Media Release Courtesy of the Inter-American Institute for Cooperation on Agriculture (IICA)
Friday, August 27, 2021 — As part of the international efforts to help Saint Vincent and the Grenadines recover its agricultural sector, strongly impacted by this year's eruptions of the La Soufrière volcano, this Caribbean country received an important donation of seeds from Brazil, facilitated by the Inter-American Institute for Cooperation on Agriculture (IICA).
The emergency situation in the island nation began in April with the first eruption, which was followed by another 32. The lands closest to the volcano are used for agricultural production and were the most affected by the ashfall. Some 30,000 people had to be evacuated from the area, mostly smallholder farmers who in some cases lost all of their crops and animals.
IICA quickly coordinated a solidarity effort throughout the region, receiving generous responses from Argentina, Canada, Chile, Uruguay and Brazil, among other countries.
In the coming days, Saint Vincent and the Grenadines will also receive a significant amount of seeds donated by Argentina, Uruguay and Chile, which will be sent to the Caribbean by the White Helmets, a humanitarian aid body of the Argentine Foreign Ministry. From the outset, the White Helmets and IICA have worked together to collaborate in the emergency of this Caribbean country.
A donation from the company Bayer is also expected to arrive shortly from the United States.
On this occasion, the Minister of Agriculture, Forestry, Fisheries, Rural Transformation, Industry and Labor of Saint Vincent and the Grenadines, Saboto Caesar, received a shipment of 11,500 packages of seeds from Brazil in the country's capital, Kingstown. The seeds are of 15 different varieties of vegetables, such as lettuce, carrots, squash, watermelon, parsley, tomatoes, radishes, and cabbage.
Minister Saboto explained that the food production sector in Saint Vincent and the Grenadines is already recovering from the catastrophe thanks to state aid provided to small farmers, but pointed out that his country still needs international solidarity. Local food production is basically supported by family producers: some 8,000 farmers and 1,500 fishermen are registered in this country.
“International solidarity has brought us reassurance. These seeds will be immediately distributed among small farmers and will benefit them and consumers. Agriculture has a central role to play in the growth of our country. We are currently conducting studies to identify the best areas for the production of agricultural commodities , with the aim of boosting national production and reducing imports",
said Saboto during the ceremony where he received the seeds, which was held in the Ministry with the presence of IICA's technical specialist in this island nation, Michael Dalton; the virtual participation of the Director General of IICA, Manuel Otero; special advisor Jorge Werthein; and the Representative of the Institute in Brazil, Gabriel Delgado.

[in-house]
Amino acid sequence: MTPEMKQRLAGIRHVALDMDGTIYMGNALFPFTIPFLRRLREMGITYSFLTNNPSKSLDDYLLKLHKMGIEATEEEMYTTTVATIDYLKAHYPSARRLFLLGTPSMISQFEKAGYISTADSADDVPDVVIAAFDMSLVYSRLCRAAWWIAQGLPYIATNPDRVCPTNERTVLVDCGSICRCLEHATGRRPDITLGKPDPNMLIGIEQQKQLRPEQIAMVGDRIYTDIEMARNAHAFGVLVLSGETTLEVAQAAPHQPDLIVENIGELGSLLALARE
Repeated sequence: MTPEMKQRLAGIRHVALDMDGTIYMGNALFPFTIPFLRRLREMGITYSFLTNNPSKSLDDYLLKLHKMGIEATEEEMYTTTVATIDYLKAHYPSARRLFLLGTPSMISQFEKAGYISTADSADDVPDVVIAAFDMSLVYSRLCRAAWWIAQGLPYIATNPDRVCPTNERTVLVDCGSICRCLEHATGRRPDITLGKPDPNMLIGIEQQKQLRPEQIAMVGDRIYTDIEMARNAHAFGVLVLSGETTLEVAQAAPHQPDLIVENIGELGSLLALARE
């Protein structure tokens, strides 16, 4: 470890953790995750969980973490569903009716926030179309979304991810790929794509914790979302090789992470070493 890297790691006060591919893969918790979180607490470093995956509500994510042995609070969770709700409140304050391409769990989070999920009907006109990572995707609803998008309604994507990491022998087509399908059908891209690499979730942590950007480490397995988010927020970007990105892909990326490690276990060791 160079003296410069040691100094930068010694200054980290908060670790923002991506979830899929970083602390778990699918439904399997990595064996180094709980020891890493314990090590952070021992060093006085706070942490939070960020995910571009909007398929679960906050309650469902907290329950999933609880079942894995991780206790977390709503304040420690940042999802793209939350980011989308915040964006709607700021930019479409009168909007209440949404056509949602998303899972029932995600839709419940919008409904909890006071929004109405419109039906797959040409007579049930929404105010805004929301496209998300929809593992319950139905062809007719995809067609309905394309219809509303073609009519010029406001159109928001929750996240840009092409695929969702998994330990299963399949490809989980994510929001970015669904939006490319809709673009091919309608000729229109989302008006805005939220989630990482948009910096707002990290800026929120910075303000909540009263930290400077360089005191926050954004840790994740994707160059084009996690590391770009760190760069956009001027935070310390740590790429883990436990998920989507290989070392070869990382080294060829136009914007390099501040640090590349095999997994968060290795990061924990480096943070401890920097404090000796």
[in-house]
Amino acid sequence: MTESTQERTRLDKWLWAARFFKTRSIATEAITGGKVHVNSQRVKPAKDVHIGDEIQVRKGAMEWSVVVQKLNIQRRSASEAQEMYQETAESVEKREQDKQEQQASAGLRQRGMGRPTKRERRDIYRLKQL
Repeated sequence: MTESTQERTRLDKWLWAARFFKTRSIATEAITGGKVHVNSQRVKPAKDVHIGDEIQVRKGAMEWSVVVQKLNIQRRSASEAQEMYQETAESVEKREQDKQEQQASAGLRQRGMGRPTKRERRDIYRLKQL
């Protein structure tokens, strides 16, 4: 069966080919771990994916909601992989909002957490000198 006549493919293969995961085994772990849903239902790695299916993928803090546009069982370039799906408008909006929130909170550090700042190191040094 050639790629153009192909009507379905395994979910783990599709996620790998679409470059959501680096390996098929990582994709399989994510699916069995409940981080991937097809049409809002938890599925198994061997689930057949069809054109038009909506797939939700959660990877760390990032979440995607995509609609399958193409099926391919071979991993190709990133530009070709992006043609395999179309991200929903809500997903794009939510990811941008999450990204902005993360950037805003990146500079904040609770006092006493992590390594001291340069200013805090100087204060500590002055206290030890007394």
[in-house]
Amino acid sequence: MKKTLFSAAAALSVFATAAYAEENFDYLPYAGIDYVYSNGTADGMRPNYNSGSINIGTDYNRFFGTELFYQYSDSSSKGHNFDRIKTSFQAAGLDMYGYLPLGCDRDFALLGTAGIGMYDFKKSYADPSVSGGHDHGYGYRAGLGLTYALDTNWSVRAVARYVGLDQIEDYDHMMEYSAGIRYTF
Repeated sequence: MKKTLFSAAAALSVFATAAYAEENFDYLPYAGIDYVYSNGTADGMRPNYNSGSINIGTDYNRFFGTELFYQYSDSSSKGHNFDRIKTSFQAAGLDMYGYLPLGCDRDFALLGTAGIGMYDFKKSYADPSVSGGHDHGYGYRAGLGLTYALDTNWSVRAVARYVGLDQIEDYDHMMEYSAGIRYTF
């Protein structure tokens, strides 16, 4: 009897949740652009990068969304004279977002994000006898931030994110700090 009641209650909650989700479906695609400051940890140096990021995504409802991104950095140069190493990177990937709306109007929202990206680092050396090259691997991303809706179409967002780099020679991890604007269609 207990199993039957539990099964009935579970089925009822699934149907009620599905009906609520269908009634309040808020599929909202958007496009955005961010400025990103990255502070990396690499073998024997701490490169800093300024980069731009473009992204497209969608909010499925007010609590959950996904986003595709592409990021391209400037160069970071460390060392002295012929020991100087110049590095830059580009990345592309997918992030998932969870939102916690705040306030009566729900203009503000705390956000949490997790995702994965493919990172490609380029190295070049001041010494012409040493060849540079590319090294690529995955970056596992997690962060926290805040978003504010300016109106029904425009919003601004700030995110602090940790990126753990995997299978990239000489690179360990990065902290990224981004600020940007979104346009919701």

The donation was made by the company Feltrim Sementes, a member of the Brazilian Seed Trade Association (ABCSEM), which acted as intermediary.
“This situation must be handled with the empathy it deserves. We must be able to help our brothers and sisters in Saint Vincent and the Grenadines and Guyana. Seeds are a synonym of life, and it is our duty to bring food and life to people in need”,
said Marcelo Paccotte , executive director of ABCSEM.
Saint Vincent and the Grenadines, like other Caribbean nations, has historically depended on food imports, a situation that aggravated the consequences of the Covid-19 pandemic due to the obstacles faced by international trade. In this sense, Minister Saboto highlighted the importance of technical schools to motivate young people to become involved in agriculture and establish themselves in rural areas, in order to increase the country's productivity, guarantee food security and improve its economic and social conditions.
The minister thanked Brazil for the seed donation and expressed special appreciation for the solidarity of IICA. After the first eruption of the La Soufrière volcano, the Institute immediately called on the international community to support the efforts to recover the agriculture of Saint Vincent and the Grenadines.
For his part, the Director General of IICA, Manuel Otero, pointed out that
“after the first eruption of the La Soufrière volcano, with its devastating consequences for the economy and for the lives of the people, we have tried to fulfill our role as a bridge institution by encouraging more solidarity efforts from other countries in the region. This donation from Brazil is a testimony of the closeness of the hemisphere with our brothers and sisters of Saint Vincent and the Grenadines. As friends, we are ready to help those who are suffering”.
Mr. Otero reiterated IICA's willingness to continue providing its support and thanked Minister Saboto for his decision to implement a more resilient agriculture.
IICA mobilized its human and financial resources to support the population of this Caribbean nation and also joined the Stronger Together Campaign, launched by the Organization of Eastern Caribbean States (OECS) to collaborate with the recovery efforts.
In Argentina, the White Helmets and IICA organized a solidarity campaign together with personalities from culture and sports. The Institute also facilitated the exchange of experiences with technicians from the Guatemalan and Costa Rican Ministries of Agriculture on how to manage soils affected by volcanic eruptions. This brought about the mobilization of different Canadian growers' associations, which will provide inputs and technical support to develop vegetable production in Saint Vincent and the Grenadines.
Institutional Communication Division
nter-American Institute for Cooperation on Agriculture (IICA)
OECS Communications Unit
Organisation of Eastern Caribbean States